If you told me that I had kids that were old enough to write this post, I’d tell you that you were crazy… but to tell me that I have more than one child old enough to write this? Wow.
That’s how fast time sneaks up on you. One day they are toddlers wanting to spend time with only you and the next day they are almost teenagers, wanting to spend their time playing outside with friends. It goes faster than we know.
Becky and I have three sons and a daughter, and each of of them is completely different. Our sons are now at that very impressionable age, where they start to listen to everything that you say and take it literally. The age where they are learning and creating habits and character traits based on what you do and say.
Here are I want to tell him before he is 10
1- Gone are the days where he can just ignore someone and be considered “shy”, now the world views it as rude. Just yesterday I witnessed the seeds of what I’ve sown. Someone said “Hi. How are you?” to him and he immediately responded with “I’m fine, thank you. How are you?” I was sure to tell him afterwards how great he did. I was glad that I didn’t have to nudge him or remind him… those talks we’ve had are working.
2- Open a door for your mom, your sister and your date! (And go out of your way to do it!) It doesn’t matter if your friends don’t do it, or if your mom says “it’s ok, honey” because she will always think of you as her little boy… you are growing up and this is what we do. It is one way to show respect. Yes, she can do it herself, but show her that you respect her enough to do it for her, just like you would respect someone enough to help them out if they were holding something heavy. Yes, they can do it, but they don’t need to because you can help.
3- Shake someone’s hand when you meet them – you don’t need to wait for them to reach out. Reach out to them instead. Look them in the eye, too. We have practiced this… a lot.
4- If someone falls, help them up. When our son was playing basketball with another kid, the other kid fell and our son didn’t know what to do. He went over and stood by him, gave him his hat back and said “Are you OK?” After that game, I taught him how to do the “one-arm-extension” as you pull up another person when they fall on the field or court. A simple gesture that goes a long way as a team-player.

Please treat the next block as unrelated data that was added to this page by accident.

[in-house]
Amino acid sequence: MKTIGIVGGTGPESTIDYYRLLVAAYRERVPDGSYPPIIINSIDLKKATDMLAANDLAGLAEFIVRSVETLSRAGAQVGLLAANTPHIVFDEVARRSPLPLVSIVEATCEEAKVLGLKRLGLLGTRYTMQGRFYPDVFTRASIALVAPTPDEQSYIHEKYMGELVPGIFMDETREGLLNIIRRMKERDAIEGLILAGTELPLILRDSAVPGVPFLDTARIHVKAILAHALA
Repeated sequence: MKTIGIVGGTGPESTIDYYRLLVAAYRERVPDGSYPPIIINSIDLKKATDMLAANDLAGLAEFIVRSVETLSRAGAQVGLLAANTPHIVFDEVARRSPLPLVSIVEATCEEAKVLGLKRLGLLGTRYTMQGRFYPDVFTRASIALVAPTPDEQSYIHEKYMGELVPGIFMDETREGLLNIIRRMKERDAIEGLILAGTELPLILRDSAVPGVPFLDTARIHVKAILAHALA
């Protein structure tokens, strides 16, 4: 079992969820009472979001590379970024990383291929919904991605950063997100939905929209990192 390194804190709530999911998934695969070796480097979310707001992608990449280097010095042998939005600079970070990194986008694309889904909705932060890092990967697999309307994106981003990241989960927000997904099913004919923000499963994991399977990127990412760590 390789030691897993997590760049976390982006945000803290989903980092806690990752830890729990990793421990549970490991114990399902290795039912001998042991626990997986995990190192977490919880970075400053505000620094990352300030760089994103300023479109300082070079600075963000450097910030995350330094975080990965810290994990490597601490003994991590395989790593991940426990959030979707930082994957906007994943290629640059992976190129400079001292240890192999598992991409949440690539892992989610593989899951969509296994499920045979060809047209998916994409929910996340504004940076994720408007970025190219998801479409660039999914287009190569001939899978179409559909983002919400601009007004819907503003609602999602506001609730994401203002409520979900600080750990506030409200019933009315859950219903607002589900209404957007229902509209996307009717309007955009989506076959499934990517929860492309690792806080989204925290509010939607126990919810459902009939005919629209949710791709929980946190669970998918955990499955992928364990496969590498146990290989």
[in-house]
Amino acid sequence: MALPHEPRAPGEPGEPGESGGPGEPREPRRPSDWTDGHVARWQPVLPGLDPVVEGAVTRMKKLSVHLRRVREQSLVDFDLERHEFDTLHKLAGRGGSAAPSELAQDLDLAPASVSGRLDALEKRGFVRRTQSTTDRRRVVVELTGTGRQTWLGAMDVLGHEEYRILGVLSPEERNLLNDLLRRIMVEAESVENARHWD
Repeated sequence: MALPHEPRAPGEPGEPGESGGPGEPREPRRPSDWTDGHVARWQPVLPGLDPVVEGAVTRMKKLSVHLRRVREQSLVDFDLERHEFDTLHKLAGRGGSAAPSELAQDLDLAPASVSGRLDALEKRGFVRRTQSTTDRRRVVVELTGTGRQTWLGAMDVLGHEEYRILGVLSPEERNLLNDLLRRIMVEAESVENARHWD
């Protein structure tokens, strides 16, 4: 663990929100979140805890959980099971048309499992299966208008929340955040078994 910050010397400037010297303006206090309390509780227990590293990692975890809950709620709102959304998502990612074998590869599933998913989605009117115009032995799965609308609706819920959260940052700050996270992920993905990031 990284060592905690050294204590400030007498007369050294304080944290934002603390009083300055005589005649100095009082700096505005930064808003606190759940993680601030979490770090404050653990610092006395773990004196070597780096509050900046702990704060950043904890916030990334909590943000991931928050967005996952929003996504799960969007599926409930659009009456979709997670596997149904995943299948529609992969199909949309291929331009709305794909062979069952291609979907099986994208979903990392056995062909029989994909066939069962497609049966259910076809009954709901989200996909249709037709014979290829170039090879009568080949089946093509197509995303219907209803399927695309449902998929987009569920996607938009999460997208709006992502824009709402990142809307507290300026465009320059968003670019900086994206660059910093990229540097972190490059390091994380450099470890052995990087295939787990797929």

5- As the great basketball coach Jimmy Valvano stated, “Don’ t give up! Don’t ever give up.” You don’t have to be perfect. You just have to try your best.
6- Laugh at yourself! Don’t take yourself too seriously or others will do the same. Have fun! Be silly.
7- Manage your money well. Becky and I start teaching the kids about credit cards and debit cards when they are around seven years old. This gives us more than ten years to show them what we mean every time that we are out, until they are out of high school. “Look. These shoes are $70, but I know that I can get them for less if I wait for a sale. What would you do? You have $20 in your account. Would you get them now and put them on credit or wait and get them when they go on sale? If you get them on credit, you will probably owe more with interest, because I’m not sure how you will earn $50 in a month. What do you think?” Every single shopping trip is a lesson and we have a lot of years to teach it.
8- Grades matter. If your friends don’t think so, then we need to have a talk about who you are hanging out with.
9- Don’t let people put your family down. Stand up for your brothers and sister. Friends come and go, but family is forever.
10- Always be nice to your mom. She loves you more than you will ever know. A mother’s love is strong and will stay strong forever.
Above all, I want him to remember that I am always his friend. Yes, I am his dad, but above all, I am his #1 fan, your friend, an ear to listen to, a shoulder to lean on.
Now go out there & conquer the world… and then come back and tell your mom and I every last detail. We can’t wait to hear them!
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